46. Porter N (2003) The elusive quest: reconciliation in Northern Ireland. Blackstaff Press, BelfastGoogle Scholar
  47. Portfolio Collection Travel Blog (2011) Monument Monday—Freedom Park, 14 Nov 2011.—Freedom-Park. Accessed 1 December 2011
  48. Simpson G (2002) ‘Tell no lies, claim no easy victories:’ a brief evaluation of South Africa’s Truth and Reconciliation Commission. In: Posel D, Simpson G (eds) Commissioning the past: understanding South Africa’s Truth and Reconciliation Commission. Witwatersrand University Press, Johannesburg, pp. 220–251Google Scholar
  49. Simpson G (2004) A snake gives birth to a snake: politics and crime in the transition to democracy in South Africa. Accessed 1 October 2011
  50. Smyth M (1999) Remembering in Northern Ireland: victims, perpetrators and hierarchies of pain and responsibility. In: Hamber B (ed) Past imperfect: dealing with the past in Northern Ireland and countries in transition. INCORE, Londonderry, pp. 31–49Google Scholar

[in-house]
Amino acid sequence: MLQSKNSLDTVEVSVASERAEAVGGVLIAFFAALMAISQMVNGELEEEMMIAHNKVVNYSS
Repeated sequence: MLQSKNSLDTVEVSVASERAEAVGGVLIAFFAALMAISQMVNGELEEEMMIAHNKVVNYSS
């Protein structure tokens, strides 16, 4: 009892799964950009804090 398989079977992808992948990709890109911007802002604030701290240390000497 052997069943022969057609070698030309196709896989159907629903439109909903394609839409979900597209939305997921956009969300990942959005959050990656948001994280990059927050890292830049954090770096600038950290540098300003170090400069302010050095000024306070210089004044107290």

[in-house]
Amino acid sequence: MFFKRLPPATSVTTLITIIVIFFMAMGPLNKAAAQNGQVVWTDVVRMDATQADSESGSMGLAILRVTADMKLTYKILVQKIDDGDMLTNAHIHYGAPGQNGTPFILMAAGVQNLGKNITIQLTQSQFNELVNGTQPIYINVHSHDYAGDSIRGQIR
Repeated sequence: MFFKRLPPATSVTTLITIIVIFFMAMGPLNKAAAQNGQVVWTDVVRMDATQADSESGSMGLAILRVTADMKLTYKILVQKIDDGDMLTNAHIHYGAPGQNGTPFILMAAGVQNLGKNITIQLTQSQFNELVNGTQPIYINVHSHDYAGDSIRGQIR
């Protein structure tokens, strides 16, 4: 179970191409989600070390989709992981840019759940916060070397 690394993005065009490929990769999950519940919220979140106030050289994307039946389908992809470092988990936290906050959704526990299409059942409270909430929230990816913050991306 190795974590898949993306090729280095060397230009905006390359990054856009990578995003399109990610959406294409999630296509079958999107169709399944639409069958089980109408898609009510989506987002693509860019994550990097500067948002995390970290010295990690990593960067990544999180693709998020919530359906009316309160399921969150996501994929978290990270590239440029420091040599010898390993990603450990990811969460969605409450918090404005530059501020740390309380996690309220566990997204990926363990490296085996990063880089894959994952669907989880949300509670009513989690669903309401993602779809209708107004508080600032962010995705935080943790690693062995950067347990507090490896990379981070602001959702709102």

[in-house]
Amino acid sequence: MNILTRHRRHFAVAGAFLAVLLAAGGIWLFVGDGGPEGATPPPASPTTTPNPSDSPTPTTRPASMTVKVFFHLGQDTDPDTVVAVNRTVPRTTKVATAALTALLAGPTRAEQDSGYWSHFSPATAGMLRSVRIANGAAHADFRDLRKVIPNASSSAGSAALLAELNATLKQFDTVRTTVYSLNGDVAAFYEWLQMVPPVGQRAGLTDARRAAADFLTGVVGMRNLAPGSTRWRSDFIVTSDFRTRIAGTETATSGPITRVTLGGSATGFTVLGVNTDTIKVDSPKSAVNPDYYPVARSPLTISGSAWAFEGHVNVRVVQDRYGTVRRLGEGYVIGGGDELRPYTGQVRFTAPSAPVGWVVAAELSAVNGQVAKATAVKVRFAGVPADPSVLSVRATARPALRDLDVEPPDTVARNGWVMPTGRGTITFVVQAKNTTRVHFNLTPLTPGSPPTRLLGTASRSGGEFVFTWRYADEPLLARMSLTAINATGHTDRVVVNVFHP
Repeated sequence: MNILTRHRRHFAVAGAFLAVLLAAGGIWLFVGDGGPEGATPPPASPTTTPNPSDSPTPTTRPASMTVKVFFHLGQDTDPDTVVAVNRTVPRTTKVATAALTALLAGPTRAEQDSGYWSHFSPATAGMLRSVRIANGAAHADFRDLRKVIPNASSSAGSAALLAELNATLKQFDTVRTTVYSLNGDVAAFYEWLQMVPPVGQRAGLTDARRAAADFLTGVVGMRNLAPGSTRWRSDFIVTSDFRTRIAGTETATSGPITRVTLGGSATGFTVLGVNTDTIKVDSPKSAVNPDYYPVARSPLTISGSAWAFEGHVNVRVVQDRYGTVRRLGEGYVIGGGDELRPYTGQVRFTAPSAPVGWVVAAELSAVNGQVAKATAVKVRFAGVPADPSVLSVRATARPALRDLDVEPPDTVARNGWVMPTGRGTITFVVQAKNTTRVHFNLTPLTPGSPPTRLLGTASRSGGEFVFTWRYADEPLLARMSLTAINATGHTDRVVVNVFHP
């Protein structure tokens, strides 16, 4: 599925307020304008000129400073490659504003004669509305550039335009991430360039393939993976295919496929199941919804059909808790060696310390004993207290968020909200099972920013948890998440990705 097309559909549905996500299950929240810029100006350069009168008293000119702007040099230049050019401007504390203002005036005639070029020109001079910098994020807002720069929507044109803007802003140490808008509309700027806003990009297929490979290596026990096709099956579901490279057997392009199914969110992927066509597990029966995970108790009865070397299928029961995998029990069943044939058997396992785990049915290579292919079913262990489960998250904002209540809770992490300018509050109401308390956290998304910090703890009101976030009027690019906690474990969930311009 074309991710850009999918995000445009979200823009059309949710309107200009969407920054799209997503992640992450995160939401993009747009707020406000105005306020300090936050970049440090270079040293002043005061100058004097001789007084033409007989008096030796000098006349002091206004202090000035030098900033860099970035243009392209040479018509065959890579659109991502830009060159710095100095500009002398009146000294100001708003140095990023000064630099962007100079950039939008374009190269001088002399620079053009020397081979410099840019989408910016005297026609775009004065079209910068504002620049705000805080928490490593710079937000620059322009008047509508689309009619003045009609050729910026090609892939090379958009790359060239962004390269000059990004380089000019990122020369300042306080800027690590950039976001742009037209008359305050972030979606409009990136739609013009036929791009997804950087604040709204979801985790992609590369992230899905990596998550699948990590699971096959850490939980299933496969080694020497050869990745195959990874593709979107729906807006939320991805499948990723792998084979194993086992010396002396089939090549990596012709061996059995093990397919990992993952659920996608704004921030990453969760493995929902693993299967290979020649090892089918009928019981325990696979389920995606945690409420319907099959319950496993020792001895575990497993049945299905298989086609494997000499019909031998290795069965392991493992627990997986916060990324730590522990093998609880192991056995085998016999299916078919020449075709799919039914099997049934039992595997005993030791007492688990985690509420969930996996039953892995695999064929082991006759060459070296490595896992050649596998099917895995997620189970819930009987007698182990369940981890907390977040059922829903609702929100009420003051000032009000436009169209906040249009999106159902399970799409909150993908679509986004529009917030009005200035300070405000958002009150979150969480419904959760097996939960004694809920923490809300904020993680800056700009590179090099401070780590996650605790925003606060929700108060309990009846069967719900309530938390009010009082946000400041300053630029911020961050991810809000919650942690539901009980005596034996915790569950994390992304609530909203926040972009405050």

51. Smyth M, Fay M-T (eds) (2000) Personal accounts from Northern Ireland’s troubles: public conflict, private loss. Pluto Press, LondonGoogle Scholar
  52. Sutton J (2009) Looking beyond memory studies: comparisons and integrations. Mem Stud 2:299–302Google Scholar
  53. Taylor P (2000) Loyalists. Bloomsbury, LondonGoogle Scholar
  54. Taylor R (2002) Justice denied: political violence in KwaZulu-Natal after 1994. Accessed 1 December 2011
  55. Tia Mysoa (2009) SA Defence Force Wall of Remembrance, 26 Oct 2009. http;// Accessed 1 December 2011
  56. Times Live (2010) ANC wants Freedom Park, Voortrekker Monument linked, 30 March 2010. Accessed 1 December 2011
  57. TRC (2003) Truth and Reconciliation Commission of South Africa Report, vol 6 (Final Report). http;// Accessed 5 August 2012
  58. Wildschut G (2000) Statement of Glenda Wildschut in the Documentary “Long Night’s Journey Into Day” (2000). Accessed 13 May 2004
  59. Winter J (2011) Foreword: remembrance as a human right. In: Assmann A, Shortt L (eds) Memory and political change. Palgrave, Basingstoke, pp. vii–xiGoogle Scholar
  60. Wright P, Davies J (2010) Just start digging: memory and the framing of heritage. Mem Stud 3:196–220Google Scholar
  61. Wuhrer P (2007) Operation Schweiz. Woz 3312007, 16 August 2007. Accessed 7 August 2012

Copyright information

© T.M.C. ASSER PRESS, The Hague, The Netherlands, and the authors 2013

Authors and Affiliations

  1. 1.Albert-Ludwigs-University of FreiburgFreiburgGermany

Personalised recommendations